Cuts to AIDS Treatment Programs Could Cost a Million Lives

“We will currently maintain those patients on the treatment,” Mr. Sastry said. He did not explain how that would happen if funding dropped by roughly 20 percent, but the programs have wide bipartisan support on Capitol Hill, where they may be shielded from the proposed cuts.

Much of the success of anti-AIDS efforts in Africa has come from a guarantee in many countries that people who test positive for H.I.V. can immediately receive treatment.

With a huge share of Africa’s population reaching sexual maturity in the next four years, the virus could again imperil much of the continent if fewer people are treated, said Brian Honermann, deputy director at amfAR, a foundation that invests in AIDS research.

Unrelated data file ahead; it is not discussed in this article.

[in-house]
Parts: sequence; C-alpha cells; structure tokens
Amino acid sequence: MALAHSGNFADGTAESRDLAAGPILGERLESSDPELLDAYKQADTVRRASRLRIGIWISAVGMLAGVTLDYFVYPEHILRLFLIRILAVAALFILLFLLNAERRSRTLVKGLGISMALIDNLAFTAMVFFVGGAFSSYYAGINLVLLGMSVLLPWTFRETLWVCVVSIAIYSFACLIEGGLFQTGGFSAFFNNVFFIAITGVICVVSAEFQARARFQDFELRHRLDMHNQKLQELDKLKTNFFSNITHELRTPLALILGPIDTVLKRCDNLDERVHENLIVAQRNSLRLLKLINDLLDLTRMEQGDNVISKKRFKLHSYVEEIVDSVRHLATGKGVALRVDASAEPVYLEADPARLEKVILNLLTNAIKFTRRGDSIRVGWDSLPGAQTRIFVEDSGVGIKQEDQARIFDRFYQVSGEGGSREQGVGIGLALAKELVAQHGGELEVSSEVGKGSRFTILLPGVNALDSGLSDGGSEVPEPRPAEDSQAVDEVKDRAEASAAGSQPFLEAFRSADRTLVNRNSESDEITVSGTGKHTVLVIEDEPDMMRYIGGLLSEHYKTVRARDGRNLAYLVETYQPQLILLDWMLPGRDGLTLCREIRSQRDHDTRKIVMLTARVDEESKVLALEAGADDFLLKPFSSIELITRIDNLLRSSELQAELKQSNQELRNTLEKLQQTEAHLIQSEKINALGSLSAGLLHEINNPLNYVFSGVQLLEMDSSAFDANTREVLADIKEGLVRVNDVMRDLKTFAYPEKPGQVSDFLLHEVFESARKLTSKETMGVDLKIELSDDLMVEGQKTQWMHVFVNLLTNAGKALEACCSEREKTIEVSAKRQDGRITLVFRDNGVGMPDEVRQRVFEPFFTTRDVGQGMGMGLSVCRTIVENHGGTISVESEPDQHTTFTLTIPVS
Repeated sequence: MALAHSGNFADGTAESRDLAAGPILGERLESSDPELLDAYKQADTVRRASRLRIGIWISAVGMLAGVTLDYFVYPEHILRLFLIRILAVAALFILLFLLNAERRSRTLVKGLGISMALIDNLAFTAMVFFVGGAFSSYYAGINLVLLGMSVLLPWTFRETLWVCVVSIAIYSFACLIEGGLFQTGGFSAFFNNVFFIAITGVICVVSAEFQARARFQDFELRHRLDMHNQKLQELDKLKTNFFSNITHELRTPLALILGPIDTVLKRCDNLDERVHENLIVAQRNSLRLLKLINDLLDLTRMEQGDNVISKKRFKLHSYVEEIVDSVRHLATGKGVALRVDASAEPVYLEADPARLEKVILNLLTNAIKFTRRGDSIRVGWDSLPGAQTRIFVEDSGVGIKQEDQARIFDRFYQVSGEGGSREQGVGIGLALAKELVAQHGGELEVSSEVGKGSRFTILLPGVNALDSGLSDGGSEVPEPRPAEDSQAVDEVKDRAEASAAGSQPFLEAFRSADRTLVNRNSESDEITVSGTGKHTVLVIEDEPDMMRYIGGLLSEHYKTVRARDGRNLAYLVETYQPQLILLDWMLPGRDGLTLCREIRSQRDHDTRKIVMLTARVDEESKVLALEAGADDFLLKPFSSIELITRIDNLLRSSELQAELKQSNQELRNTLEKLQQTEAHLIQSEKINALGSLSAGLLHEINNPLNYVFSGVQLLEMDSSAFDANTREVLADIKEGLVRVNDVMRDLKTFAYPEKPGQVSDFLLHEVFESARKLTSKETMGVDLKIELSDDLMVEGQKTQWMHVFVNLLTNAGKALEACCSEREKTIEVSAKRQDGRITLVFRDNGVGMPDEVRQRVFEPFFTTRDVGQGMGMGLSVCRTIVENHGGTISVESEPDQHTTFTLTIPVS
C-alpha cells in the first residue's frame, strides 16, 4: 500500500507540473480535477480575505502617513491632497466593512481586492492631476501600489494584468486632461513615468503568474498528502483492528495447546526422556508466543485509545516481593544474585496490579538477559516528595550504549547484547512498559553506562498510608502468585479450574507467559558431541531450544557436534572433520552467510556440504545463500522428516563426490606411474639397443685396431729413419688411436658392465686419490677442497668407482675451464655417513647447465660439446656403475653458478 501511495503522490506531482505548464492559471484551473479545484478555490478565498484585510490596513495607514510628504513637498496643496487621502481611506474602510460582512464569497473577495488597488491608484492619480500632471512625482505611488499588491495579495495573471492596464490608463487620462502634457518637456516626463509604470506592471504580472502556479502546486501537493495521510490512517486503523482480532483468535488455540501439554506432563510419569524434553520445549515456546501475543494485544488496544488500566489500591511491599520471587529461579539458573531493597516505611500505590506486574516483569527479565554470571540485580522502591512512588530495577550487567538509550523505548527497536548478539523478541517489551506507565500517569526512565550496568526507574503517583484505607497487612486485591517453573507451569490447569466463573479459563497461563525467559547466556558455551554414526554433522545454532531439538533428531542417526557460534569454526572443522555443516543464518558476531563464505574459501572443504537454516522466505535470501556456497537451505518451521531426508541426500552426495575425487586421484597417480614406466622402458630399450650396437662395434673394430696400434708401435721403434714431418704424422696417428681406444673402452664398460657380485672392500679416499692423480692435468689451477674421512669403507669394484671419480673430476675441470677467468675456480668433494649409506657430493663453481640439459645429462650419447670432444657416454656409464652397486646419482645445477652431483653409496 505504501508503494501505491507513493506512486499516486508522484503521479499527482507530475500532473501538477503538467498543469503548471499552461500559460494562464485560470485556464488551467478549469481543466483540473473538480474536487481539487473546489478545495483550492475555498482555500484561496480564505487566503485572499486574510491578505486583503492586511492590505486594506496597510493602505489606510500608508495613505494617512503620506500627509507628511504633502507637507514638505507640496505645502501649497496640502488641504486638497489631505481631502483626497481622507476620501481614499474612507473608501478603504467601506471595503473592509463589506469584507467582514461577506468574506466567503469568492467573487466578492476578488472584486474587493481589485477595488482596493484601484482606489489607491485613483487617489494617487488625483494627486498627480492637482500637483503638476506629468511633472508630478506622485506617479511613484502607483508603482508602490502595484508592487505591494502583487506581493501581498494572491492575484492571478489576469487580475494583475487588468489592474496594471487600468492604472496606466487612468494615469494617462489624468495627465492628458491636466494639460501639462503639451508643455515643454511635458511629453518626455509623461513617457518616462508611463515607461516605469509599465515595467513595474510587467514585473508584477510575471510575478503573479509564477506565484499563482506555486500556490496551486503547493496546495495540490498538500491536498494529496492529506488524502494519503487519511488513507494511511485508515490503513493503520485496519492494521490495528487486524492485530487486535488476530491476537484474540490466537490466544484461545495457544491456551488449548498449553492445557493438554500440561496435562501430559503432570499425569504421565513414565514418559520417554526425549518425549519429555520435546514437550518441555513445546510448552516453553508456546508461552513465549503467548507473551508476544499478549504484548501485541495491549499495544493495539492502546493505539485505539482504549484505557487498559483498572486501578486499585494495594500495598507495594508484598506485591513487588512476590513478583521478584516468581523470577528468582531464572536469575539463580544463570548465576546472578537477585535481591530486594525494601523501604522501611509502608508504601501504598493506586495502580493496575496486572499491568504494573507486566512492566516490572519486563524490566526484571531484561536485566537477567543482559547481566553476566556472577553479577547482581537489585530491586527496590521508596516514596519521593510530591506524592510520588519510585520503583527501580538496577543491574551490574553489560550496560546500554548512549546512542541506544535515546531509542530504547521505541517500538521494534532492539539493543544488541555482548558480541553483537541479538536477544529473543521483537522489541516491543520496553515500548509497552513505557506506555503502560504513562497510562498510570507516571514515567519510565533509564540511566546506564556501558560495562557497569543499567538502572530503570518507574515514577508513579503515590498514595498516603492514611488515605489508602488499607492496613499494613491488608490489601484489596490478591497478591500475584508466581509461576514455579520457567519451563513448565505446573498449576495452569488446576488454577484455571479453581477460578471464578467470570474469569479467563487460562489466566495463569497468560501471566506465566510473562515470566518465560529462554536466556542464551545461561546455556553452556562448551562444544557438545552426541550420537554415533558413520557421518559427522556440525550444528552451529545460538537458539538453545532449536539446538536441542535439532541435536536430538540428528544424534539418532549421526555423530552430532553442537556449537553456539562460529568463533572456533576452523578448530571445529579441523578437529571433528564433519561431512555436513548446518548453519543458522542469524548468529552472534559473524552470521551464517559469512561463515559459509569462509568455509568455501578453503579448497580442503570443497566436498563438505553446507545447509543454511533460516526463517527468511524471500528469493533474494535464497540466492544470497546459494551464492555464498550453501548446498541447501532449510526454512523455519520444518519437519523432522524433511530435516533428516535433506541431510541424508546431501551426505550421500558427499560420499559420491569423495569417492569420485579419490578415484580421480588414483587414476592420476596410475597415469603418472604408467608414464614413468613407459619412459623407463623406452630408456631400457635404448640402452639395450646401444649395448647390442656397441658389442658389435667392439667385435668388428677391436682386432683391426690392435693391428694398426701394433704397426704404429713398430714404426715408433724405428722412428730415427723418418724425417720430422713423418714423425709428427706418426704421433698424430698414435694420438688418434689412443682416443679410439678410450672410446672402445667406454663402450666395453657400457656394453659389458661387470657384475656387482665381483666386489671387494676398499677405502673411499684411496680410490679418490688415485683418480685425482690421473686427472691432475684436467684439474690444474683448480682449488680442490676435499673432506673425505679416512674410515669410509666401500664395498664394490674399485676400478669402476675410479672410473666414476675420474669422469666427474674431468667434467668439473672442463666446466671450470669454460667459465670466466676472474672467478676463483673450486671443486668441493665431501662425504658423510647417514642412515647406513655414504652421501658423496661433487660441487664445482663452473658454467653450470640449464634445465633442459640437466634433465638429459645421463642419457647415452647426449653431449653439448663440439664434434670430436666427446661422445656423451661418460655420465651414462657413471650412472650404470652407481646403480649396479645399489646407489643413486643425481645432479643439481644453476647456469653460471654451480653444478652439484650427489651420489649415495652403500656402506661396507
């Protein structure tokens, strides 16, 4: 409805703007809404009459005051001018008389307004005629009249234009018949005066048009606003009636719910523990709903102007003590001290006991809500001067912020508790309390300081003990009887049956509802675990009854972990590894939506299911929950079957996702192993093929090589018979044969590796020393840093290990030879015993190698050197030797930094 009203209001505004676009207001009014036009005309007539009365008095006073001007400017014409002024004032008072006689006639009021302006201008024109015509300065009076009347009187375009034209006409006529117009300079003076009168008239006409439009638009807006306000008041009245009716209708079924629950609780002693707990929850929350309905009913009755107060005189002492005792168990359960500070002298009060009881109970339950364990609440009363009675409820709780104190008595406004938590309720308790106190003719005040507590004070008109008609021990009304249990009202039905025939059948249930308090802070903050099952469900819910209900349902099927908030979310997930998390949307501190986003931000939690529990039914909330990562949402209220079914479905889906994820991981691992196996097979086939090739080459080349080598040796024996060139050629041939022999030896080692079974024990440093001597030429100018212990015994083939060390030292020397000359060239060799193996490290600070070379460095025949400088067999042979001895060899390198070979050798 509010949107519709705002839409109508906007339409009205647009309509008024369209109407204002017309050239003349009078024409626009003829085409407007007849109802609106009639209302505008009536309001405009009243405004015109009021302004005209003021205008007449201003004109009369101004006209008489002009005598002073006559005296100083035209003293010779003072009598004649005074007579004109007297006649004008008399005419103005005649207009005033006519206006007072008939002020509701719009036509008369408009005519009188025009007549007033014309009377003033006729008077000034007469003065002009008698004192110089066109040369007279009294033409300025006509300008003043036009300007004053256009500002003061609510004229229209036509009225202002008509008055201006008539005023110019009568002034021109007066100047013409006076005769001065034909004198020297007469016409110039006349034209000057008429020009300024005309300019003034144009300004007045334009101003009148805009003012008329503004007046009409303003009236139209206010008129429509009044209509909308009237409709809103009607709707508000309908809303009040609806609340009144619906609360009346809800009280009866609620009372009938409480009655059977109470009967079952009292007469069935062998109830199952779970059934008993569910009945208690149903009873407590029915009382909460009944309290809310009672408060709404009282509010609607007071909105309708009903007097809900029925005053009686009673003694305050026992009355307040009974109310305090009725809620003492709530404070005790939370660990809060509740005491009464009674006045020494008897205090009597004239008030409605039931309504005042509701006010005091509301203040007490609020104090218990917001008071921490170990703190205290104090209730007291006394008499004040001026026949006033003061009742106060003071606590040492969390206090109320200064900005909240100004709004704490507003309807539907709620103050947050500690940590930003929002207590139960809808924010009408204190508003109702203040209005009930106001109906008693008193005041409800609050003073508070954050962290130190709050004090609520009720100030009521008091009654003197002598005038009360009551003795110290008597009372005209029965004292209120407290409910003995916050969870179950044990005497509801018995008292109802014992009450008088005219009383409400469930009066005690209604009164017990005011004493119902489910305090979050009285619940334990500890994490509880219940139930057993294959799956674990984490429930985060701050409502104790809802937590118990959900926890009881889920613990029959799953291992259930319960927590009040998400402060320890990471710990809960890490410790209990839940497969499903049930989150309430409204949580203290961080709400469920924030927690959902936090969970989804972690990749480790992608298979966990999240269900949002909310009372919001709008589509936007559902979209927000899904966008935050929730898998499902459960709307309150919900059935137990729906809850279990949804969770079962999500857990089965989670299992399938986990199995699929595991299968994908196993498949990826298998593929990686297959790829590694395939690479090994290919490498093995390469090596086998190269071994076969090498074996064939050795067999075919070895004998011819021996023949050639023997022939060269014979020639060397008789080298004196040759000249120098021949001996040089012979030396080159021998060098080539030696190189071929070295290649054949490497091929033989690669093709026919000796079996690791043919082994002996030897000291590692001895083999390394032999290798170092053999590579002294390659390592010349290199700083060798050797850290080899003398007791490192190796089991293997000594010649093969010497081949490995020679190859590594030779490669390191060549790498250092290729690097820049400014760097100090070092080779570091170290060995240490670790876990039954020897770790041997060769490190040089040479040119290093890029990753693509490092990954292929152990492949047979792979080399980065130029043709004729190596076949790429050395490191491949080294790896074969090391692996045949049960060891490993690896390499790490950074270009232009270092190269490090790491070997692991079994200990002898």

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AIDS treatment not only keeps people alive but prevents them from spreading the virus to others, Mr. Honermann noted. “If you cut the funding by this much, I think there’s a real risk we will backslide, and a whole lot more people will become infected,” he said.

Much of the United States government’s funding for AIDS treatment and research is funneled through the President’s Emergency Plan for AIDS Relief, or Pepfar, which was established in 2004 by President George W. Bush in an effort to save Africa from an epidemic that threatened to kill much of the population of entire countries, like Botswana and Namibia.

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